Thursday, October 24, 2013

How to Get a Layered Paint Finish

I've been playing around with my painted finishes for the past couple of years.
I think I'm finally getting the hang of it.
I wanted the look of layers of paint, naturally worn down over time.
this is how I did it.

But wait, let me show you the whole project I did on this little table that I reinvented for Miriam and Ross's living room.

I had decided to give them a little bench I had hanging around down in my basement.
I brought it over to their house to try out in the living room, and decided it was the perfect size to go next to their sectional.
I figured that it would be a simple little project.
Nothing is ever simple!!!!!
I planned on stripping the cover off the top, and transforming it from a bench into a table.
 I figured it would be easy to strip the fabric off the top.

 I figured that there was only one layer of fabric that had been added after the original design, and that this had once been a table.
 I figured I could get the fabric off in 5 minutes.
I figured wrong.
This seems to be a theme with me.
First, I took the top off the hinges.
Then I used my trusty stripping tools to remove the tapestry fabric.
There was another layer under the tapestry, and this one was put on professionally with a lot of tacks.
It was probably original to the piece, from the Victorian era. 
I'm guessing the late 1800's.
I took a picture of all the stuffing from inside the cushioned top.
It was straw.
It was dusty.
It was disgusting......
I had figured that the top had originally been a table, and would be a nice piece of wood.
I am wrong so often.
Poor Betsy.

All the tacks left the sides of the top a mess.

There's a fun little compartment under the hinged top that will be a great place for Miriam and Ross to store their remote controls.
I placed the top back on the base, just to get a sense of what it would look like if I ever finished this project.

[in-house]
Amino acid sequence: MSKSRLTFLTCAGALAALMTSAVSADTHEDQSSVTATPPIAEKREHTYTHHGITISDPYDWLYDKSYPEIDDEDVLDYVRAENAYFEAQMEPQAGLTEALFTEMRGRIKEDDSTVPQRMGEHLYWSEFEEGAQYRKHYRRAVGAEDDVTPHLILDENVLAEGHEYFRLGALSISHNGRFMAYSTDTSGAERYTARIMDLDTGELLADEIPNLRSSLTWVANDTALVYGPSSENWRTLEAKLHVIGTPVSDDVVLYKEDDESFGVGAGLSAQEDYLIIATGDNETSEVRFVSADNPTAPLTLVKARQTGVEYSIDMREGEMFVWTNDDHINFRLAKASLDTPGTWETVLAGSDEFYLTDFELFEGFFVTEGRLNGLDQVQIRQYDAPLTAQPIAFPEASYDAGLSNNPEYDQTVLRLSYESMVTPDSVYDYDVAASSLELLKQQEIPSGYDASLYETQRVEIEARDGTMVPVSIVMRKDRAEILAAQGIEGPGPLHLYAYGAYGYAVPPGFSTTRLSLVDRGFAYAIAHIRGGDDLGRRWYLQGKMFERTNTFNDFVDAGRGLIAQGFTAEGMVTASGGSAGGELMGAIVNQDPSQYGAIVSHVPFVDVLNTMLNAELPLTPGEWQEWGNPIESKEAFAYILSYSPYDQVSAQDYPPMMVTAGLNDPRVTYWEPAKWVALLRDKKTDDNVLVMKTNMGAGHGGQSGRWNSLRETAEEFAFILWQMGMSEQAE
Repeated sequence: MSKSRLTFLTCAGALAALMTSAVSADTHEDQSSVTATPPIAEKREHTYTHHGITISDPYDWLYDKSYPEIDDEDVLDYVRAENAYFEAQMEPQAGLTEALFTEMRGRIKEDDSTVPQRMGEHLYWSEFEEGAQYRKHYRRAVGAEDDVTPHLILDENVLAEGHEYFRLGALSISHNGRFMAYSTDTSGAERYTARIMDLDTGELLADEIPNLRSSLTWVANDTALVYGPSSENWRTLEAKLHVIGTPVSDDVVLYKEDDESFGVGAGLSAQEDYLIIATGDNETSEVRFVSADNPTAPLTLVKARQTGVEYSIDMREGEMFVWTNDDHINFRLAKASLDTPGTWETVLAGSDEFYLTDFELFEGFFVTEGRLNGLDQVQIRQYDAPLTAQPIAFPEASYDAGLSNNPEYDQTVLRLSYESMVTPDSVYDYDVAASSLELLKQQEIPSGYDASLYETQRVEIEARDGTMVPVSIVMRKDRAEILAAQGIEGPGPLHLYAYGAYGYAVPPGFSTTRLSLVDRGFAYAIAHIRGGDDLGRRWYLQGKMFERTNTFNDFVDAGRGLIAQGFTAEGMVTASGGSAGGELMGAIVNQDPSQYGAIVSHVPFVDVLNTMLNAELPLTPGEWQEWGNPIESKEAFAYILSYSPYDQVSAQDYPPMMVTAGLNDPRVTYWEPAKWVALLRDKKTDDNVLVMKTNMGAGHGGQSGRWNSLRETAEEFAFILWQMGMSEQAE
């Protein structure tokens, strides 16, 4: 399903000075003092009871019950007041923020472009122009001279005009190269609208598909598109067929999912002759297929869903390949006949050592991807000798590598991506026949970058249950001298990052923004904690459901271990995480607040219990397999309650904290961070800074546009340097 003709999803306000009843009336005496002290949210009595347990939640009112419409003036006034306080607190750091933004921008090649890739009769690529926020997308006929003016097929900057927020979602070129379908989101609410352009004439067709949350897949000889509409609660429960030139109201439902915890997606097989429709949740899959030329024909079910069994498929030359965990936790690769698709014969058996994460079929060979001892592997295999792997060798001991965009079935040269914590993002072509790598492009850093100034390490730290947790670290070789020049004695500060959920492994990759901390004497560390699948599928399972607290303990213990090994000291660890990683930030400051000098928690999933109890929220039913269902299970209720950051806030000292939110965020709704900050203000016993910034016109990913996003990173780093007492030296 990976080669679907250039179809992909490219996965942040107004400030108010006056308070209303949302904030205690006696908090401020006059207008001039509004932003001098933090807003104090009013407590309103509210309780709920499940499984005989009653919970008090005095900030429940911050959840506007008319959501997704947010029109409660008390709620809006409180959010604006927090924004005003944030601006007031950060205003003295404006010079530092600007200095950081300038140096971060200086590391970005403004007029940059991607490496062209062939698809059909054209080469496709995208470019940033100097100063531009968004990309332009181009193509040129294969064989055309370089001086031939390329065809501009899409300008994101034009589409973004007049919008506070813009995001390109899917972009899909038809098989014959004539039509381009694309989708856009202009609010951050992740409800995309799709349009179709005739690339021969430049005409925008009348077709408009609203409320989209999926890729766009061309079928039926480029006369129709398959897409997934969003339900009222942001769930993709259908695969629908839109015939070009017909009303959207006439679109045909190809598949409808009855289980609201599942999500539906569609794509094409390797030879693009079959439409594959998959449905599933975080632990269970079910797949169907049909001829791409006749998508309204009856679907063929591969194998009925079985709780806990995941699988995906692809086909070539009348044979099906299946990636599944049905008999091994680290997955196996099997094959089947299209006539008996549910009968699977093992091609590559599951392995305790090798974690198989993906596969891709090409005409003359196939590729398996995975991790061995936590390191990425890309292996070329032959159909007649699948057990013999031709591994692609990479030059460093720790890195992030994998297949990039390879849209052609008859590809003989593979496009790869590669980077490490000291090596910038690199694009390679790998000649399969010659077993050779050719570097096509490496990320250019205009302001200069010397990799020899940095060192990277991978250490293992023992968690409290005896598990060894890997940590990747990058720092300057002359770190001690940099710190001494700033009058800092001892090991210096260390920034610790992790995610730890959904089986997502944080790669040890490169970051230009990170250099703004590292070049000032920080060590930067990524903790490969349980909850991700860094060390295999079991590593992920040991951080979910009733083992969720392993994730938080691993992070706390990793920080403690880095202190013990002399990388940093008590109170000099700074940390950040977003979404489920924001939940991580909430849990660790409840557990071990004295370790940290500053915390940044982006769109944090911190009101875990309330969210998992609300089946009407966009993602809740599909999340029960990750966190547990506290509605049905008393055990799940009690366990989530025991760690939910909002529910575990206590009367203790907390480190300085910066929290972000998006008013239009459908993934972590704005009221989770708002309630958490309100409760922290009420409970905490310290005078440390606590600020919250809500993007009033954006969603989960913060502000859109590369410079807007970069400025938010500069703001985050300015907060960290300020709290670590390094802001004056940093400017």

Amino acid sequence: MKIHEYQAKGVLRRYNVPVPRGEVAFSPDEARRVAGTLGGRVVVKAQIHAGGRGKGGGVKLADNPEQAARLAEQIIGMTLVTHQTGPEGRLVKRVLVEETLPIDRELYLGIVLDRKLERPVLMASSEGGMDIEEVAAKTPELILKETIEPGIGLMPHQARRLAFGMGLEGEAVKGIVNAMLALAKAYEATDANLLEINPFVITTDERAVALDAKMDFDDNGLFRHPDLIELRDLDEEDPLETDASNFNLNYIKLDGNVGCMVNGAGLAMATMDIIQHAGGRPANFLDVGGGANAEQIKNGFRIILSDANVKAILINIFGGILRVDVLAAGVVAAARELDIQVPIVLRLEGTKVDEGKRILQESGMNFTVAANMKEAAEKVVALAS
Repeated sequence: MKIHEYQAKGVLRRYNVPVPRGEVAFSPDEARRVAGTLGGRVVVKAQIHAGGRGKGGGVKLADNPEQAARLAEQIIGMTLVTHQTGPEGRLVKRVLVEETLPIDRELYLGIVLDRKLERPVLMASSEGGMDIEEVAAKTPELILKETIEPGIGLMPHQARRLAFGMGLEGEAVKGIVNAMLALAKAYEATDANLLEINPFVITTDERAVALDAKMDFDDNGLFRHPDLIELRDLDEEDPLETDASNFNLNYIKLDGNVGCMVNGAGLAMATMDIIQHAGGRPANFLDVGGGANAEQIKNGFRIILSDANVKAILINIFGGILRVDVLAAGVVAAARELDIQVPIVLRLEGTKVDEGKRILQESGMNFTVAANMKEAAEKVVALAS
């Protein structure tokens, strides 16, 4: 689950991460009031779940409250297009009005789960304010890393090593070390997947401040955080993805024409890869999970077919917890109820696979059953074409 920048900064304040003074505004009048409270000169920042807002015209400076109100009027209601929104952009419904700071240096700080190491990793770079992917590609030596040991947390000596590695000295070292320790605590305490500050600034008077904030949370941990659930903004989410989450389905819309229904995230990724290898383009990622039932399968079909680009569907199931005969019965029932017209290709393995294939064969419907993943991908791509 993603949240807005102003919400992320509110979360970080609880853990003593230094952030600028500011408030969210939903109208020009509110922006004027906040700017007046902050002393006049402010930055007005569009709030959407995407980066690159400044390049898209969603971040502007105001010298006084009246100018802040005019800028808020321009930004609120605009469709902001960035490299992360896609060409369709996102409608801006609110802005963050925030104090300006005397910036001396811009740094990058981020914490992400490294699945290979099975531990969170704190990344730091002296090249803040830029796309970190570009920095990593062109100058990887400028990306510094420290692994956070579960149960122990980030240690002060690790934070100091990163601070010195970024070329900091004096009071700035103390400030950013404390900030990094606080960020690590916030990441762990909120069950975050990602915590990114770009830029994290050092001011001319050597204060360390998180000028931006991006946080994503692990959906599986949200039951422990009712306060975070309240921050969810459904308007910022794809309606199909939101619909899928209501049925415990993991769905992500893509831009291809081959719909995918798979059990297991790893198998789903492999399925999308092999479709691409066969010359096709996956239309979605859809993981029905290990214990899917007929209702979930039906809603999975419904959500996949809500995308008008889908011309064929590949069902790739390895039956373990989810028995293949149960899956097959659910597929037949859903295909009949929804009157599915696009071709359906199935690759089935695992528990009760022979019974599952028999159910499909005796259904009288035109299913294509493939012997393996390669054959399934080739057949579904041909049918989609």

Then I carried the top down to my basement painting studio, and prepared it for the paint.
I filled the holes on the sides with wood filler.
This stuff is great, and so easy to work with.

Then I sanded the wood filler down.

Then I mixed together the first application of paint.
I combined Annie Sloan Coco and Olive.
I gave the top one coat.
Once it dried, I wondered if I should just keep it that way.....
I wanted more of an effect.
So, then I decided to start layering on the color.
The next color I wanted was a purple, so I got out more paint to mix it up. 
 I first mixed the red with the blue.....
it was a little dark....
 so I added in some white....
 it was a little pink....
so then I added in more blue!!!!!
 I drybrushed the purple over the green.
 Then I dry brushed some blue over the purple, and rubbed it in some places with a paper towel.
 Then I drybrushed some Chateau Grey over the blue and purple and green.....

 Then I waxed it and then dark waxed it.
 Then I distressed it with fine and coarse sandpaper.
You can't tell in these pictures, but all the colors show through in subtle layers. 
I set my camera different!!!!!
Is this better?????